MSC/PHD STUDIES LINKING REPRODUCTIVE SUCCESS, FORAGING BEHAVIOUR AND FISH DENSITIES IN THE ARCTIC
The impacts of climate warming are greatest in the Arctic. As the Earth warms, Arctic biodiversity will be squeezed out. Top predators provide unique opportunities to assess changing ecosystems because they integrate information over many scales. As food for Northerners, they also provide early warning signals for human health. Seabirds are some of the most visible components of Arctic biodiversity and have long been used as indicators for environmental change in the Arctic. However, in the absence of large commercial fisheries, we often have limited understanding of forage fish distributions and their impact on seabird movement and reproductive success in the Arctic. This project proposes to use an unmanned surface vehicle to measure forage fish density and distribution alongside tracking of thick-billed murres and recording of their reproductive success. Thick-billed murre diet has changed from primarily Arctic cod to primarily capelin over the past few decades, a clear indication of Atlantification of Hudson Bay. This project will provide unique insight into the links between changing forage fish densities and seabird movement and fitness.
We are looking for an MSc or PhD student to join the dynamic group of researchers from Department of Natural Resource Sciences of McGill University, Swedish University of Agricultural Sciences and Environment and Climate Change Canada. The student will lead a study to measure fish stocks using an unmanned surface vehicle, record thick-billed murre foraging success and effort using GPS-accelerometers and quantify reproductive success using video of nesting birds. The results of this work have the potential to inform marine spatial planning in northern Hudson Bay, where is a proposed marine protected area. The student will have the opportunity to learn to co-develop scientific research, conduct urban fieldwork, and improve conservation policy and practice. The potential start date is June 2024 (with enrollment into the graduate program in September 2024) and the student will be co-supervised by Dr. Kyle Elliott (McGill University), Dr. Grant Gilchrist (Environment Climate Change Canada) and Dr. Jonas Hentati-Sundberg (Swedish University of Agricultural Sciences).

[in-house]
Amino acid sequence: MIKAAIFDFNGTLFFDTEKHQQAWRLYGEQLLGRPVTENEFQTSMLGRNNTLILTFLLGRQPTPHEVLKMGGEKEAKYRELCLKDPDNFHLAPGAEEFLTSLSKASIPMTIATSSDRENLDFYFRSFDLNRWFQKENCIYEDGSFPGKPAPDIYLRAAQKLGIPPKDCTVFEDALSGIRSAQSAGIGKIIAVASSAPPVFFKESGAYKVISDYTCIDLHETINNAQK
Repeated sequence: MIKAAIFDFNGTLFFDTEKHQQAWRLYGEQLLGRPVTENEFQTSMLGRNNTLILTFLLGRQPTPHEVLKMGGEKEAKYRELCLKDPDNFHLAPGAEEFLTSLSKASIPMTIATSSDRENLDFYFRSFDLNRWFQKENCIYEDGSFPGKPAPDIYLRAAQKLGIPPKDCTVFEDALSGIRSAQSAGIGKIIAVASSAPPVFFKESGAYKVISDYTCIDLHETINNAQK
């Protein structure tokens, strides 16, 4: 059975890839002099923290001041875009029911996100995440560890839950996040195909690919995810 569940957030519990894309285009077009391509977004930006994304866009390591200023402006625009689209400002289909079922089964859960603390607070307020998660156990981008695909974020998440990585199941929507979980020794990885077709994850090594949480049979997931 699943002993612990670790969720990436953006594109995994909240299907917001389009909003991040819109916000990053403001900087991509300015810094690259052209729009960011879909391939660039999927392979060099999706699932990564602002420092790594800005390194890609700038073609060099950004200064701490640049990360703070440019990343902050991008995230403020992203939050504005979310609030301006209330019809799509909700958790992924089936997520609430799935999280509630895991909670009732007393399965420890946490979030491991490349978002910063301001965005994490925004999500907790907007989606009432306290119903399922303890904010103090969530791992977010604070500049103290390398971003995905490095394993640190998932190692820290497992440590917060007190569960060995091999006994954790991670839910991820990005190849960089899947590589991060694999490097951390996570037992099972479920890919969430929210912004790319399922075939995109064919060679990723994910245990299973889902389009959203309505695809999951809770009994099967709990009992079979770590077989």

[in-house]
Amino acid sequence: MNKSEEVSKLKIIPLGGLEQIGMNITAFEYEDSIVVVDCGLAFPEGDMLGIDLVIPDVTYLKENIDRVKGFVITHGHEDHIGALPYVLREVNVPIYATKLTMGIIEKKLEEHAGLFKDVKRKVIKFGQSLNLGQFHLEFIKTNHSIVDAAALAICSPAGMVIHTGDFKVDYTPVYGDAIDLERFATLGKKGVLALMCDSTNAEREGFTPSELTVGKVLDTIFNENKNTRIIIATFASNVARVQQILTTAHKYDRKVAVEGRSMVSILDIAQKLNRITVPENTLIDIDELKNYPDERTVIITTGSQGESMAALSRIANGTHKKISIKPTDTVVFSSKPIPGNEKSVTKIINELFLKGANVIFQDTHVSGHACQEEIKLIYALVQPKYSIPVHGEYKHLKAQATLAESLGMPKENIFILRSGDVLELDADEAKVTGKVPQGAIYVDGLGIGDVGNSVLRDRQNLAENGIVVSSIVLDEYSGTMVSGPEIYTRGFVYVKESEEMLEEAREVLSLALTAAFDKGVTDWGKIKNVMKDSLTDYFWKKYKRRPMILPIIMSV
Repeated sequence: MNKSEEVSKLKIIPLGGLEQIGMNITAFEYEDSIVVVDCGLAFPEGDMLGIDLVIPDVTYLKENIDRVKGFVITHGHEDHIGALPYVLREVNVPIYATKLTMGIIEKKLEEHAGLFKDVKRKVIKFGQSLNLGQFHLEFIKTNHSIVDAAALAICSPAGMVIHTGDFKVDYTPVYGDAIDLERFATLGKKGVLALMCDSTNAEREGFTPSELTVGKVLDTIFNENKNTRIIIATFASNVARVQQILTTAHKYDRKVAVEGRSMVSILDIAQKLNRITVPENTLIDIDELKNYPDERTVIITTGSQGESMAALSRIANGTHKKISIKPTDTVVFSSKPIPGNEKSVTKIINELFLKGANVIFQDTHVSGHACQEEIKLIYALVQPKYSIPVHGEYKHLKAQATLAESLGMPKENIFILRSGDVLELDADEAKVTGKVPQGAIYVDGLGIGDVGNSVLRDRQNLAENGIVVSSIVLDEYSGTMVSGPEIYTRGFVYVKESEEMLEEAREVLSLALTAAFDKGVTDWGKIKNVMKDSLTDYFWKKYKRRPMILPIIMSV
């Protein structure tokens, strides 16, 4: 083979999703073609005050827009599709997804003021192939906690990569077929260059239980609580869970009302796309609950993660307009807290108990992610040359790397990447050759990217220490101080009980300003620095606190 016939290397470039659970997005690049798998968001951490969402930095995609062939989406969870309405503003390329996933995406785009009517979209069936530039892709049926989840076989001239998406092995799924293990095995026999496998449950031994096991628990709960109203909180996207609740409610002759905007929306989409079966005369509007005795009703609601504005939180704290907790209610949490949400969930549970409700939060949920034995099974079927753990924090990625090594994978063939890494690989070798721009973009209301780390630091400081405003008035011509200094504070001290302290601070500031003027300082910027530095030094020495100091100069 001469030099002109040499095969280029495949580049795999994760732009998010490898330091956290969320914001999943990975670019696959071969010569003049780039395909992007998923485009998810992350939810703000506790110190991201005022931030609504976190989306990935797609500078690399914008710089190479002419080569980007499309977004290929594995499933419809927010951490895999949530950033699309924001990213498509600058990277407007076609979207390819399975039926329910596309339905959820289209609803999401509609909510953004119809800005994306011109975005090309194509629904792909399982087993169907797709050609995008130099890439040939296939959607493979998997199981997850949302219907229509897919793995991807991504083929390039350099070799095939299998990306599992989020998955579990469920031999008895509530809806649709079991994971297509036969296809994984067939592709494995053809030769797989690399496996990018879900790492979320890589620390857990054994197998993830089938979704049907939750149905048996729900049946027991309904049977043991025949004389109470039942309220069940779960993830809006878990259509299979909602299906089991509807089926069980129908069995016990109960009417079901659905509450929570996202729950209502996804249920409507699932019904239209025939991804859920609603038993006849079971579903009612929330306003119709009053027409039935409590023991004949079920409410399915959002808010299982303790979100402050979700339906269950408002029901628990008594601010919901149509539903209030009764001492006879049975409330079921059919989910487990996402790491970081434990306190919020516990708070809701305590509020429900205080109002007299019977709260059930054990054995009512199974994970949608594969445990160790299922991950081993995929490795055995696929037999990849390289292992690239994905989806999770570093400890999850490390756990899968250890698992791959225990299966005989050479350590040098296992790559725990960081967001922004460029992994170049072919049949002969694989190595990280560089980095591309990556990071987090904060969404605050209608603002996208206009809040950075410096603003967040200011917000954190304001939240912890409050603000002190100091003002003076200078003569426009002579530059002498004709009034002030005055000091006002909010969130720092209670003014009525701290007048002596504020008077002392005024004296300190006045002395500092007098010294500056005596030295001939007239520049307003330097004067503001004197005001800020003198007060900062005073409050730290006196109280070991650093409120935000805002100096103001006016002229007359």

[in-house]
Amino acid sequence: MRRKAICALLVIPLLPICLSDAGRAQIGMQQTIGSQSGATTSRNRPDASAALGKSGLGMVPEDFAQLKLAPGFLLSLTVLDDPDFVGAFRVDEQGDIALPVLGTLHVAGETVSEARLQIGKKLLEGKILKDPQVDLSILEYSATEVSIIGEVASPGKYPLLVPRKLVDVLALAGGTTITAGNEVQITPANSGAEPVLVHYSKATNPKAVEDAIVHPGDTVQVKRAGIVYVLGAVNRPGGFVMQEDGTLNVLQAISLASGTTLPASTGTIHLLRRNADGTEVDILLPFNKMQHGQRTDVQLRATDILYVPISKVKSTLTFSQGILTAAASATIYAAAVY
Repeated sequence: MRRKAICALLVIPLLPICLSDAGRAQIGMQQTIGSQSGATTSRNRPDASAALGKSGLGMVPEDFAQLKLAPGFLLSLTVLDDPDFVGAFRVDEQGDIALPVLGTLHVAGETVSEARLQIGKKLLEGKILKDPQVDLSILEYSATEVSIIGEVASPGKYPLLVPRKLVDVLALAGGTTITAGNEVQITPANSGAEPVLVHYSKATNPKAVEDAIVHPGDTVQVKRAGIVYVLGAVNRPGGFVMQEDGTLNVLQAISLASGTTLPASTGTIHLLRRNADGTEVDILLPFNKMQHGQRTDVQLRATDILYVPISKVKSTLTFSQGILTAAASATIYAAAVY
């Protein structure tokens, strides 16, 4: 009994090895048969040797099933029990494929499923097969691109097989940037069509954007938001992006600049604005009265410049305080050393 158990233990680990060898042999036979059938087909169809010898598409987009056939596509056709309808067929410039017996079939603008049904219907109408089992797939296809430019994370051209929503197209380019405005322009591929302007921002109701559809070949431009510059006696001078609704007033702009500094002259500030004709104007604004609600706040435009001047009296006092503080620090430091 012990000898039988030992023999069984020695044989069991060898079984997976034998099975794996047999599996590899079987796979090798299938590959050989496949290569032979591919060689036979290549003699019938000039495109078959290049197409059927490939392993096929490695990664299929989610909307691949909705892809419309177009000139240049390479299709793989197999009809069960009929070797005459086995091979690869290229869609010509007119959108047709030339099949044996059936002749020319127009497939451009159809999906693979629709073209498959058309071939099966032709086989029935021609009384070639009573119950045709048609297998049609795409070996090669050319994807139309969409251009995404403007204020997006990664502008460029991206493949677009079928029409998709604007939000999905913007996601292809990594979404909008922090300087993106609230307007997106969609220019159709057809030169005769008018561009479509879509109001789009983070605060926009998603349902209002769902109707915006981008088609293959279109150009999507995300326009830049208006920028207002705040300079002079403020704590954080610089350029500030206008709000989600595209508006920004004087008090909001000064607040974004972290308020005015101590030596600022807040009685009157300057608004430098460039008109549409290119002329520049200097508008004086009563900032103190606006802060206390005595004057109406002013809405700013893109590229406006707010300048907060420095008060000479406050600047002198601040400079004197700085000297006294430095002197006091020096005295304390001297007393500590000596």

Essential Skills and Qualifications
1. An undergraduate degree in ecology, conservation science, environmental science,
geography, or related field. Relevant work related experience will also be considered.
2. Strong research, leadership, and communication skills.
3. Inter-personal skills.
4. Enthusiasm and kindness.
5. A desire to make the world a better place for people and nature.
1. Experience identifying birds.
2. Coding skills in Program R.
3. Scientific communication and/or working with the public
Application details – Applicants should send the following to Kyle Elliott (email@example.com) by December 8th 2023:
1) Letter of interest summarizing your experience;
2) Curriculum Vitae;
3) Contact details for three references;
4) University transcripts (unofficial are fine).
Please use the subject line Seabird-Fish application.